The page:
Some time ago I participated in a worthy musicological experiment undertaken by Judith Becker titled Emotion permitted/Emotion reduced. Subjects were chosen who self-reported strong emotional responses to music; they were asked to pick out two recordings they found especially moving and listen to them while having their galvanic skin response monitored. This is like taking a lie detector test, only there are no grilling questions, and you get to listen to music. Subjects were asked to let their emotions flow in one listening, and to try to turn off their emotional responses in a second instance.
I love listening to music, and was happy to do so, even with electrodes placed on my fingertips. But I was nervous.
I was pretty sure I could manage the emotion permitted part. I believe that I am extremely fluent in permitting feeling to arise; as a creative artist it is my stock-in-trade to preserve the outlines of emotional experience within myself in order to call them up again and again over the long course of creating a work. I am a composer, and I have come to believe that the emotional play of forces created by sound is the real content of music, and that this play of emotional energies is (even more than sound) the material that I am working with. I subscribe to the idea that musical art is indeed the act of “creating magic through emotion.” (Damasio 1999: 50).
Capturing a feeling and exploring the dimensions of it over time requires a level of skill with emotive experience that does require a certain distance, but I was absolutely convinced that I was not equipped to complete the second part of the experiment: emotion reduced. Reflection upon an experienced emotional state is not the same thing as willful reduction of it by any means.
Even though I wasn’t sure I could do it, I had little doubt that it would be easy to find many subjects with tremendous expertise in the reduction of emotional response.
Can you do it?
When emotion arises in you, can you shut it off? Can you tell your skin not to become charged and hot when you see the child mangled on TV? Or feel no sense of dread when you sense the explosion approaching because the ominous underscoring comes up in the war movie?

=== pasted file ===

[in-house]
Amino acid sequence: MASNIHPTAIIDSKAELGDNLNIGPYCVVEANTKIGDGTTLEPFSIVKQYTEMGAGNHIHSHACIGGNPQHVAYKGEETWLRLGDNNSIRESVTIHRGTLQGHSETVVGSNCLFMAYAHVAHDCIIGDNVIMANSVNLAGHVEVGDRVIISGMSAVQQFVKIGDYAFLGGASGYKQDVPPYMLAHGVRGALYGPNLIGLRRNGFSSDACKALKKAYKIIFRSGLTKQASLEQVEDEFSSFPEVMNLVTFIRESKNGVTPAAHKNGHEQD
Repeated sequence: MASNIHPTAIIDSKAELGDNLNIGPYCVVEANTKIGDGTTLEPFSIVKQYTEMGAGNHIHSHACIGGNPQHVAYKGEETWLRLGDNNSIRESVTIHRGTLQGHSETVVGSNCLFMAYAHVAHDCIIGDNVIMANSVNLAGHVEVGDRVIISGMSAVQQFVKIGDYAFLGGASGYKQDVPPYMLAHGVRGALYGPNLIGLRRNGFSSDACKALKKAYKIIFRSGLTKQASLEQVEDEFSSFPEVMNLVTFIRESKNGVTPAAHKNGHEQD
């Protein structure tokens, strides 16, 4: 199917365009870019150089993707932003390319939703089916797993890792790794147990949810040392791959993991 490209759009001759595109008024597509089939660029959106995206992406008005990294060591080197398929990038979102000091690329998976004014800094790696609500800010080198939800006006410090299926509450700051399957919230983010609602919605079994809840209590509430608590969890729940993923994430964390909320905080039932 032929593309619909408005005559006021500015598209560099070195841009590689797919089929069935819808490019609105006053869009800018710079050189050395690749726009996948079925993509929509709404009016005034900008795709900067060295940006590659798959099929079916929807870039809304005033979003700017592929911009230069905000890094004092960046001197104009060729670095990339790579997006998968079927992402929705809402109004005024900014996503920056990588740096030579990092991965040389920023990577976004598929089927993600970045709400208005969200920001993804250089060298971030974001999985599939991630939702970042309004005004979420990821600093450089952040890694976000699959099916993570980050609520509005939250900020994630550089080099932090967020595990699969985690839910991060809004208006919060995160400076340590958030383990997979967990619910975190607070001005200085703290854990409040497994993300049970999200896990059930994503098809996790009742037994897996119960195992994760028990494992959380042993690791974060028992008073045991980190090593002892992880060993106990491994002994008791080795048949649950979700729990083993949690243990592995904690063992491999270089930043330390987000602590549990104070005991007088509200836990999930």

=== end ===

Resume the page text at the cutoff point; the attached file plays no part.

I began to wonder:
Haven’t we as a society all been preparing for the second half of this experiment for decades by learning how to shut ourselves off from emotionally-charged stimuli? Popular music presents us with an aggressive wall of sound that we practice ignoring—anything that requires engaged attention hasn’t got a chance of generating a spark of feeling in the vast majority of us Americans. (A rap song I heard on network television once describes a brutally murdered dismembered female body in the trunk of a car; it seems we are not horrified enough by this to recognize and reject a play to our most odious violent impulses being used as a cheap thrill.) It is no surprise to me that we can make ourselves immune to the emotional pull of music if we practice not-responding so assiduously to murder, war, and all kinds of numbing violence every night as we watch TV.
No, no surprise there. We see all these horrible things happen to our fellow humans every day on television, and bathe ourselves in noisy environments that require us to tune out, a rigorous training in callousness and lack of feeling. Our senses have been dulled, our feeling blunted, and our compassion stunted by the onslaught of our cruel entertainments. I guess that is why classical music is useless to most of us now—it does not quite get up to the thrill level we expect; the dynamic range of its emotional life, (to say nothing of the sustained attention it requires) cannot begin to approximate the quick brutality of our cinema and the law-enforcement morality plays we daily ingest on television.
In a society where the routine exposure to graphic representations of murder, rape and violent death of all kinds is taken as the norm, it is abnormal to be sensitive. The quality of sensitivity becomes stigmatized as an intolerable weakness, especially in males, who above all are supposed to be “tough” (which translates as inured to all suffering). So according to this logic, anyone who is emotionally sensitive to another’s suffering is abnormal: sensitivity comes to be seen as un-American.
But without sensitivity, there can be no interoception: the ability to sense our own internal mental and physical states. And without interoception, there can be no compassion. In other words, we cannot feel for others unless we can feel for ourselves. If there is no compassion, we are lost in self-referential childish grabbing at rewards without any thought of our companions on this planet, or any regard for the consequences of our selfish or even violent actions.
Sometimes it seems that large swaths of our popular culture have come to constitute a kind of abuse we subject ourselves to in order to hold down natural emotional responses and “toughen ourselves up.” Over-exposure to media sex and violence doesn’t make us stronger or sexier, but it certainly does make us less sensitive and makes violence more present to us, more easily imaginable. By these means we are engaging in a mass exercise aimed at squashing our humanity. I believe that the collective weight of our suppressed emotional responses is beginning to come out as rage and disease, as violence expressed in so many ways as to be uncountable.